Dr Stuart Faulkner, Oxford University, reports on the first joint workshop of PARADIGM Work Packages 1 & 2

On Oct 11th 2018, at UCB headquarters in Anderlecht, Brussels, PARADIGM WP1 and WP2 held their first joint workshop, ‘Translating Inputs into outputs’. This marked a pivotal point in the development timelines of both work packages that facilitated detailed sharing of progress, alignment of key joint timelines and process, and discussion of how we can continue to develop together, for the greater good of the consortium.

It was attended by 25 people from WP1 and WP2 with key multi-stakeholder representation from other WPs and included representatives from the European Patients’ Forum (EPF), European Organisation for Rare Diseases Association (EURORDIS), Alzheimer Europe (AE), Fundació Sant Joan de Déu Research Foundation (FSJD), European Aids Treatment Group (EATG), and Health Technology Assessment (HTA) bodies.

The morning session focused on WP1 – Assessment of needs, preferences and expectations for PE. It shed light on the outputs of the impressive WP1 survey and the key learnings from the focus groups undertaken with young people (FSJD) and elderly (AE) and the upcoming HTA meeting.

It emerged that there remain large gaps in current impressions vs expectations of PE at specific decision-making points. Patient groups most commonly reported being prepared for PE but needing extra help. Continued challenges for effective PE related to delays in PE activities due to bureaucratic processes, a lack of openness, and poor communication between stakeholders. Involvement of patients in decision making was still not universal and the process can be very complex; it is not only to what extent patients are engaged in decision making, but also the indirect influence they have on decision making.

One of the most discussed mechanisms to improve systematic patient engagement was ‘Metrics to measure outcomes and impact’. However, this is challenging, in particular to HTA bodies as they have few or no standardised methods to measure PE outcomes or success.

The complementary feedback from the focus groups raised additional important considerations for the development of consortium outputs. For example, young people’s experience is not the same as their parents’. Similarly, dementia patients’ voices must be involved directly. Language, timing and accessibility of the PE activity for these populations needs careful consideration, along with a single point of contact within the organisation undertaking PE. Discussion centred on ensuring the right balance of training vs practicalities of time and resource commitment – this should be matched with timely feedback to patients as to the ‘fruits of their labour’.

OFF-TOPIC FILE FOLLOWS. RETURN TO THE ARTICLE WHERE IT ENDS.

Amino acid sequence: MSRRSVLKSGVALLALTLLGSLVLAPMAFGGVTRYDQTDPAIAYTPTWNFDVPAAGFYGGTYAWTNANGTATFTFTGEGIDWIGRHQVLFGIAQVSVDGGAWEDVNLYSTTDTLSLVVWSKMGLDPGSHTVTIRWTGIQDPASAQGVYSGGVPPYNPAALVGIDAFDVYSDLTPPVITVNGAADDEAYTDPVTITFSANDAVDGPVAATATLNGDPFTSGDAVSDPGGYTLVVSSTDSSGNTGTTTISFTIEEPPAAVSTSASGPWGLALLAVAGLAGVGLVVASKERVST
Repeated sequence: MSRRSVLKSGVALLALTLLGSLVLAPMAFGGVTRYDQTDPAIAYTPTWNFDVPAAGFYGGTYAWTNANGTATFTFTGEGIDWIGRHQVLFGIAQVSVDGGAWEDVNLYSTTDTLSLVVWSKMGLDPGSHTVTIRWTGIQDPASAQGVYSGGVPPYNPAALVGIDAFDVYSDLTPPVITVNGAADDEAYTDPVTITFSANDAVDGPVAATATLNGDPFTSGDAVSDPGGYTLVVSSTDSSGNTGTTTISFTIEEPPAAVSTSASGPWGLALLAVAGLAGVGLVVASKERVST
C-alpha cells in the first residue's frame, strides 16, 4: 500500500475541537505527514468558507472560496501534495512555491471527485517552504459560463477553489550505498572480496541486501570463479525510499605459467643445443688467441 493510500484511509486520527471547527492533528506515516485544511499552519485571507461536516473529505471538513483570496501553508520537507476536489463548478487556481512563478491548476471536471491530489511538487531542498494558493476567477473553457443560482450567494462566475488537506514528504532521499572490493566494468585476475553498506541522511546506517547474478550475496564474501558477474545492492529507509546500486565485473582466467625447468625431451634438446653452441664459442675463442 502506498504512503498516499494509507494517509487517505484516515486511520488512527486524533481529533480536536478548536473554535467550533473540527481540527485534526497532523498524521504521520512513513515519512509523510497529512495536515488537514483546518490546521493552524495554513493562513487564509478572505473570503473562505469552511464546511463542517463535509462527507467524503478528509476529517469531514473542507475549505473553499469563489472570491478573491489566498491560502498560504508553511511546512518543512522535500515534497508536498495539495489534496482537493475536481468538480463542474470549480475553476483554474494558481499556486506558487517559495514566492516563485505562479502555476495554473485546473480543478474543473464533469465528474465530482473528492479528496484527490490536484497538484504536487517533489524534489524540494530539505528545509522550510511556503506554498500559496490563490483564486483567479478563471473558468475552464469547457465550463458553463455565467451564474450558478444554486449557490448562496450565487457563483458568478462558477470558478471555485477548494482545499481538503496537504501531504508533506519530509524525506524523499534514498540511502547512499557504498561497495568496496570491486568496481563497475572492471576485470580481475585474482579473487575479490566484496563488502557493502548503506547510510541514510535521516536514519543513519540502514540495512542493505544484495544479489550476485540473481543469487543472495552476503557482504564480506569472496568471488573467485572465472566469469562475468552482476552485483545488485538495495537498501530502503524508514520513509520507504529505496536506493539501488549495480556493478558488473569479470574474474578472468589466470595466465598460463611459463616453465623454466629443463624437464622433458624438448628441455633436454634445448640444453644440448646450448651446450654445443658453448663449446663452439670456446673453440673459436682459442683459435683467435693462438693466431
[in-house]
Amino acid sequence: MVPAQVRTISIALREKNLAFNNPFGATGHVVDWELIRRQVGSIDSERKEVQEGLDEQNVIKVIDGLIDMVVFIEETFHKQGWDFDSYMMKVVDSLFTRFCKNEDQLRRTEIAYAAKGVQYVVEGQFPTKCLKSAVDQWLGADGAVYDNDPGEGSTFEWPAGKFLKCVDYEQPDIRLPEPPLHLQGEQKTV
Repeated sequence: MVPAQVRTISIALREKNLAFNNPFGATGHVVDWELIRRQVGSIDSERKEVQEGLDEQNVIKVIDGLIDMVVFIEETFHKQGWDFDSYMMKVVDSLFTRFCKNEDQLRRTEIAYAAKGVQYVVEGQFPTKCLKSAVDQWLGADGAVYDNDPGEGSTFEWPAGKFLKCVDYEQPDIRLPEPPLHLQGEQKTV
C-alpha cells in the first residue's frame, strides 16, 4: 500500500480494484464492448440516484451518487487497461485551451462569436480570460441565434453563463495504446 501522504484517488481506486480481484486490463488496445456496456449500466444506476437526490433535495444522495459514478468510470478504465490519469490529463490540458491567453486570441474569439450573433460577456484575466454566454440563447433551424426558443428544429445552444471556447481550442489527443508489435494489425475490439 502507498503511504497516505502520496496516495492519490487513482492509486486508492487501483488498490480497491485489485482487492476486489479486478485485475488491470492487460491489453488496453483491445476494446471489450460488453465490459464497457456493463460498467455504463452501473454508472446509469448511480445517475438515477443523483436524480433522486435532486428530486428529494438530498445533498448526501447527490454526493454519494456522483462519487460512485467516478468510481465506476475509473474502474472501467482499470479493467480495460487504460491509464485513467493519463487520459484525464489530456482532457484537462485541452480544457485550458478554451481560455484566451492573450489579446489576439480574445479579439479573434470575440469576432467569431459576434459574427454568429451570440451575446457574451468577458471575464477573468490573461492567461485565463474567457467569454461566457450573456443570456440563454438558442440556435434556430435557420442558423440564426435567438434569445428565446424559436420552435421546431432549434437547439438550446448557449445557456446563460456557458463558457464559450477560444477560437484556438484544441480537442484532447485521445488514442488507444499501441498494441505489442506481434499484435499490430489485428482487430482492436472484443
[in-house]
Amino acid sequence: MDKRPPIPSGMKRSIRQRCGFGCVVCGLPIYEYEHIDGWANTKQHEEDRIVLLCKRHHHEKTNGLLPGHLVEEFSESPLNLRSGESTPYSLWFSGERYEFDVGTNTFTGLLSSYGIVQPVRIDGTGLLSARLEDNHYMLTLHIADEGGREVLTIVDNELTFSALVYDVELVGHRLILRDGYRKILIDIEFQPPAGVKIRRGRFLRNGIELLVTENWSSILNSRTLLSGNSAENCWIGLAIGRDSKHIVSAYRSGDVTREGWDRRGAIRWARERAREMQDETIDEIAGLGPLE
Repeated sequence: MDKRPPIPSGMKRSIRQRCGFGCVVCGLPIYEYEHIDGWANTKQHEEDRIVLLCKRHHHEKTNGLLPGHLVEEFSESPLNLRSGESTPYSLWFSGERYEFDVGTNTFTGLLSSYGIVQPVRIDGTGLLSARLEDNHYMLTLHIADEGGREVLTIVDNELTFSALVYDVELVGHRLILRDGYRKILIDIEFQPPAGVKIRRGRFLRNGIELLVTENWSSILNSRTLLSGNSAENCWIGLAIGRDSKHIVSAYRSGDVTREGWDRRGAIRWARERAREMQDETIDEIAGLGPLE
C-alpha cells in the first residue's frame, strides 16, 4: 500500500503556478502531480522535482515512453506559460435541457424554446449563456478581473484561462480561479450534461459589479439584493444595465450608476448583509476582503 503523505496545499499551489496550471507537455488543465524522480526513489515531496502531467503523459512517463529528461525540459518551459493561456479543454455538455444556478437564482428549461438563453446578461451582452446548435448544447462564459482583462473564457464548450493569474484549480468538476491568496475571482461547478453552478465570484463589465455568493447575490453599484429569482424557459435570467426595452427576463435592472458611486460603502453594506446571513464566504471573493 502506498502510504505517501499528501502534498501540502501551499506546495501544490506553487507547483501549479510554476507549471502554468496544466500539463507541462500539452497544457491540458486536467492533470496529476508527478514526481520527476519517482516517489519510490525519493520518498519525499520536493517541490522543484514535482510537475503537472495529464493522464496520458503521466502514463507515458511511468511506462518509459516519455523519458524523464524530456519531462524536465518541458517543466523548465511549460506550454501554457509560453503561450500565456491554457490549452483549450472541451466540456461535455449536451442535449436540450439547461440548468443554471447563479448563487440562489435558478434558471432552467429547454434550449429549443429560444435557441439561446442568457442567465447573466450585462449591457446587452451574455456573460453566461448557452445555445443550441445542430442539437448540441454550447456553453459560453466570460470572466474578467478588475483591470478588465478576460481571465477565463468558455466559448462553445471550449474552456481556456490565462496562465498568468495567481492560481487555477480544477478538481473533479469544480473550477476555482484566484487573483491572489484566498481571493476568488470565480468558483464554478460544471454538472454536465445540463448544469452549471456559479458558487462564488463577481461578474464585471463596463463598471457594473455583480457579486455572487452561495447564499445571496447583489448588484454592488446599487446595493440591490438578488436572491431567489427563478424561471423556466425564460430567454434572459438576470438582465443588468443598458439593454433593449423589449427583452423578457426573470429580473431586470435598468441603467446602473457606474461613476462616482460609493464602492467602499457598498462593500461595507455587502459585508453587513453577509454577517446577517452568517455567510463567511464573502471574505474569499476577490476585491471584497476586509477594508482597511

The morning session concluded with an energetic breakout session where participants critically assessed the three draft Delphi questionnaires which will be used to create the final WP1 output – the consensus-based minimum criteria for effective PE.

With energy levels topped up (and with a large dose of caffeine), the afternoon session took stock of the morning’s discussions and focused on WP2, Assessing existing practices and processes. It reviewed the database of existing practices and process. In the continued ethos of PARADIGM we are building upon databases, knowledge and tools that already exist in initiatives such as the European Patients Academy (EUPATI) and Patient Focused Medicines Development (PFMD).

Work package 2 called on other consortium and PARADIGM International Liaison Group (PILG) members to assist in identifying further examples of practices and processes in areas where there are few – such as early dialogues, young people, older people and their carers, and those in countries outside of central Europe.

An open and organic afternoon session considered feedback from all participants on the first iteration of the tool to measure GAPs in PE – what some of the GAPs in PE are and how we might measure them.

The workshop was timely and enlightening and provided both WPs with a transparent and constructive environment to gather feedback from all stakeholders on how each deliverable can be refined and improved.

November WP1 begins the three rounds of the Delphi process covering the three decision-making points (research priority setting, early dialogues with HTA and regulators, and clinical trial design). Work package 2 is now expanding the database of existing practices and processes and developing further iterations of the tool – with input and learnings from other initiatives and other work packages – in preparation for a busy analysis phase early in 2019.

So much can be achieved through bringing such a varied and knowledgeable group of people together – there are always (pleasant) surprises, fascinating insights, and friendships developed – all for the greater good of progressing PE for everyone, by everyone.